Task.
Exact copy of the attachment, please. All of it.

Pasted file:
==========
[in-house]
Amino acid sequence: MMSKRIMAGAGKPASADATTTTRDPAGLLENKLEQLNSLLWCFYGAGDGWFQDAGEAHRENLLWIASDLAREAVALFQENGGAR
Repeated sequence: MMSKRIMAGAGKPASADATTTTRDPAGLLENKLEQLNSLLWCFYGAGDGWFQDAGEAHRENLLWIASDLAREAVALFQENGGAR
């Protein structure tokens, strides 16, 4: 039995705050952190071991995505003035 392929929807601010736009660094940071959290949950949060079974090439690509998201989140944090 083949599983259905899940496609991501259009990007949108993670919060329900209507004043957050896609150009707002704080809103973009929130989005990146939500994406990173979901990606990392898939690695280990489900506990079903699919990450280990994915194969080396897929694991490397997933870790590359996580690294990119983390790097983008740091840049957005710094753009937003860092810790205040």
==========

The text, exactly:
[in-house]
Amino acid sequence: MMSKRIMAGAGKPASADATTTTRDPAGLLENKLEQLNSLLWCFYGAGDGWFQDAGEAHRENLLWIASDLAREAVALFQENGGAR
Repeated sequence: MMSKRIMAGAGKPASADATTTTRDPAGLLENKLEQLNSLLWCFYGAGDGWFQDAGEAHRENLLWIASDLAREAVALFQENGGAR
């Protein structure tokens, strides 16, 4: 039995705050952190071991995505003035 392929929807601010736009660094940071959290949950949060079974090439690509998201989140944090 083949599983259905899940496609991501259009990007949108993670919060329900209507004043957050896609150009707002704080809103973009929130989005990146939500994406990173979901990606990392898939690695280990489900506990079903699919990450280990994915194969080396897929694991490397997933870790590359996580690294990119983390790097983008740091840049957005710094753009937003860092810790205040």